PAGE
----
Skip to main content

How to Achieve Carbon-Free Shipping: Biofuels and E-Fuels Show Most Potential

DHL’s new “Sustainable Fuels for Logistics” study asserts that the company and transportation industry cannot attain their goals of zero carbon emissions without embracing alternative fuels and energy sources.

“Our aim is to achieve zero-emission logistics by 2050, but this goal cannot be achieved with efficiency measures and a modern fleet alone,” Frank Appel, CEO of Deutsche Post DHL Group, said. “We also need to accelerate the transition from fossil fuels to clean alternative energy sources. This is why strong cross-border and cross-sectoral cooperation between the political, business and scientific communities is so crucial.”

The report notes that while physical logistics networks remain vital, electrification in local transport is already making an important contribution to the achievement of an energy turnaround. However, commercial use of electric drive on long-haul and heavy-duty routes is not yet feasible, the company said.

This is where sustainable fuels play a crucial role as they could be pivotal in reducing the climate impact of transport emissions.

“As part of our zero-emissions strategy for 2050, we are also accelerating the transition from fossil fuels to clean fuel alternatives,” Appel said.

Key findings of the study are that e-mobility, or electro mobility—the development of electric-powered drive trains designed to shift vehicle design away from the use of fossil fuels and carbon gas emissions—is the technology of choice in the transport sector, but its use is currently restricted to short-range transports. So-called drop-in fuels are compatible with current technology and can replace fossil fuels, while non-drop-in fuels require modified engines or new technology.

Related Stories

According to the study, while the term “alternative” is used for all fuels that are not a part of the fossil fuel group–ie, diesel, gasoline, heavy oil and kerosene–liquefied natural gas (LNG) and compressed natural gas (CNG) are considered alternative fuels, even though they originate from fossil sources, making them nonsustainable as a result.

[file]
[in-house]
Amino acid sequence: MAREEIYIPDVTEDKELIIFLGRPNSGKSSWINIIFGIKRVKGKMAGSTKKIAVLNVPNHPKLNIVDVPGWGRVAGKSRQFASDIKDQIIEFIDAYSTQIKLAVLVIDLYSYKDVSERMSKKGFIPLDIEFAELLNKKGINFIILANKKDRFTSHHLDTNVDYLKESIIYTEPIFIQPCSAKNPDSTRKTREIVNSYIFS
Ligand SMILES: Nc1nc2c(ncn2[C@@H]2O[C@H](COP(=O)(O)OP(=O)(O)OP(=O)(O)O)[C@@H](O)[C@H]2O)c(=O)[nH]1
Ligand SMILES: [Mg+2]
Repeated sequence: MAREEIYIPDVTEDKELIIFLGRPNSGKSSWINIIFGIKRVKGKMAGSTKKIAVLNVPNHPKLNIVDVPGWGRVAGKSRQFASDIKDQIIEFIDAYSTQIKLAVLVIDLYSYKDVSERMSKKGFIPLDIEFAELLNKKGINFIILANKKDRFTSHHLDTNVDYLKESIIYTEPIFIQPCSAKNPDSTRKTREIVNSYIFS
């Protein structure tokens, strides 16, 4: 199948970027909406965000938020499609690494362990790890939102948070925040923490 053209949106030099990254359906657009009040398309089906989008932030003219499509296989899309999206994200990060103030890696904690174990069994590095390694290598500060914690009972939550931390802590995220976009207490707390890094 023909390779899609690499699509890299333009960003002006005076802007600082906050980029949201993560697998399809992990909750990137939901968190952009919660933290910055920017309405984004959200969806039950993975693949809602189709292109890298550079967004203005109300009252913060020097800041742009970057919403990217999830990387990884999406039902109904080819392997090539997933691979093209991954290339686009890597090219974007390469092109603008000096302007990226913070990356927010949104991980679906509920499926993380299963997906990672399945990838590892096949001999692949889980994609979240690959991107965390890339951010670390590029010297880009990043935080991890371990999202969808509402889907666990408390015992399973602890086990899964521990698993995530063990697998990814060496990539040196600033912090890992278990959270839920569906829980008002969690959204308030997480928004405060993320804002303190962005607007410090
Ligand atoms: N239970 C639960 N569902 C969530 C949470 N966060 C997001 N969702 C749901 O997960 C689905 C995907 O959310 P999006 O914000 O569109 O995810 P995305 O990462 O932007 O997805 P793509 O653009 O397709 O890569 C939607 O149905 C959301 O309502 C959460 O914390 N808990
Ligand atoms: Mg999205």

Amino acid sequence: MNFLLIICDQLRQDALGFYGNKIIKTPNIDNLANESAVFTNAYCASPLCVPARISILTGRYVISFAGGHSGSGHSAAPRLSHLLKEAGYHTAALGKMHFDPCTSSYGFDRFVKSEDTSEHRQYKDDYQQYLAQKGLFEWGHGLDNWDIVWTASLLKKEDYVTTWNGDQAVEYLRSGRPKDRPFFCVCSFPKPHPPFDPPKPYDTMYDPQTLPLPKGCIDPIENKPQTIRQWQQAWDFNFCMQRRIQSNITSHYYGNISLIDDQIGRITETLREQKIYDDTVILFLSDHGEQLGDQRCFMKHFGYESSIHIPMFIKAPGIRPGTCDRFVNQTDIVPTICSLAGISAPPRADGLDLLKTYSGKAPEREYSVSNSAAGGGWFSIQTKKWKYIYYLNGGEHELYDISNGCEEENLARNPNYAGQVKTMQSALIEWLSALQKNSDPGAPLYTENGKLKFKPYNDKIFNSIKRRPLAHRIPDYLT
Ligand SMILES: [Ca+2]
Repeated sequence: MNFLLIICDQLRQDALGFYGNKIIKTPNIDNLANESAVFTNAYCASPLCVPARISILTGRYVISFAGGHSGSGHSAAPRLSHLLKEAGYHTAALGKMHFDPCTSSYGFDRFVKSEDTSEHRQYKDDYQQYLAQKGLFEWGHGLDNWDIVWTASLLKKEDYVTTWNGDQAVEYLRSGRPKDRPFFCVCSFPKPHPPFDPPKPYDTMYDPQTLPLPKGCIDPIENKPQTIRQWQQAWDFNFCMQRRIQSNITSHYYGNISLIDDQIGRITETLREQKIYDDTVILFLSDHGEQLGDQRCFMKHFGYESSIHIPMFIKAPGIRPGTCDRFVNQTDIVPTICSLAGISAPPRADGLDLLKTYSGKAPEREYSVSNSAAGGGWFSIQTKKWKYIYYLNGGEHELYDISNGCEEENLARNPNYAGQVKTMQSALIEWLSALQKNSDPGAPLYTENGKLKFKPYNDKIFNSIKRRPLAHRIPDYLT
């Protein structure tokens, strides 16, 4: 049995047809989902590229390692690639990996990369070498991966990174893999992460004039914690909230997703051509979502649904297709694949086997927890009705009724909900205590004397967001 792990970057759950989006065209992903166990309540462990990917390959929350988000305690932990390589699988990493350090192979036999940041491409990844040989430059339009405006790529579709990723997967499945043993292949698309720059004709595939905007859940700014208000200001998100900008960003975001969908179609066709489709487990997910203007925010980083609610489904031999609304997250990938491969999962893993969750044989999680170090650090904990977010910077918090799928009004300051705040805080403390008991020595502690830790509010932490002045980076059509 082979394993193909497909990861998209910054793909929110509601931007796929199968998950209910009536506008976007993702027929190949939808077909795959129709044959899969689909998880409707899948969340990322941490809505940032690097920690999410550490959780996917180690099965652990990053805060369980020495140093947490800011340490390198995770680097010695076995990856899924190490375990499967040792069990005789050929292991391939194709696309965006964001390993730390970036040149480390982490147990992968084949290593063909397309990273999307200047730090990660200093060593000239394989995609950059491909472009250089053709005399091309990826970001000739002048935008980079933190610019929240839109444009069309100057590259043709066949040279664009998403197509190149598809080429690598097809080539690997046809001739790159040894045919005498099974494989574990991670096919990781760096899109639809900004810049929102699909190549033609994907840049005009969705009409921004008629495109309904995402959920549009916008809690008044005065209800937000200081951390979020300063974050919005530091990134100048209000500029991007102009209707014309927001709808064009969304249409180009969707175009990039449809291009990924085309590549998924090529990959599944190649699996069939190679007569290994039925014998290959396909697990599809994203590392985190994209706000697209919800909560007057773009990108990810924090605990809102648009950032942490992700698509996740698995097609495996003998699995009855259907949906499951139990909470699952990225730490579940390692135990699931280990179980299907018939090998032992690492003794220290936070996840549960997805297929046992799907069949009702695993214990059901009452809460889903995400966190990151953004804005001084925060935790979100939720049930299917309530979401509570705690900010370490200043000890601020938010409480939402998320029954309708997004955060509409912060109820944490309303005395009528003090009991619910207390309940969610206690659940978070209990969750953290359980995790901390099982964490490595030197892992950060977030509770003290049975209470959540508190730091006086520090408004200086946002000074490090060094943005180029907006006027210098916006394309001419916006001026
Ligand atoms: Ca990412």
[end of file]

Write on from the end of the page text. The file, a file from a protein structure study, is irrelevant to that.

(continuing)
Truly sustainable fuels come from renewable sources, have no negative impact on the environment when they are burned, and do not produce emissions of greenhouse gas.

In addition, second-generation biofuels and e-fuels—gaseous or liquid fuels such as hydrogen, methane, synthetic petrol and diesel fuels that have been generated from renewable electricity—are beginning to gain a foothold but must come from renewable sources. The study warned that production of plant-based biofuels should not lead to the destruction of crop land and rain forests.

The three most common biofuels are biodiesel, bioethanol and biokerosene. Biodiesel is derived from vegetable or animal fats and alcohol. It is generally used as an additive to diesel fuels.

Bioethanol is usually produced through the alcoholic fermentation of corn or grain and is used as an additive to conventional gasoline. Biokerosene, also known as biojet, is produced from vegetable and animal fats.

“There’s a lot to be said for e-fuels,” Dr. Thomas Ogilvie, labor director and board member for human resources and corporate incubations at DHL Group, said. “They can be seamlessly integrated into existing vehicles and infrastructure. At present, however, they are not economically competitive.”

Ogilvie said as with e-mobility, there is still not enough green electricity available to ensure that e-fuel production is truly climate-neutral.

“We believe synthetic fuels will reach mass market viability in the next five to 10 years,” he added. “In our view, progress will depend on a cross-border, cross-sectoral approach and the development of global standards to promote the production and use of sustainable fuels internationally.”

The study concludes that biofuels and e-fuels have the greatest potential to become a sustainable substitute for fossil fuels. A range of alternatives is being developed right now or is already in use, but no comprehensive knowledge base or binding standards have been developed. In addition, feasibility appears to be more a matter of commercial viability than one of technology.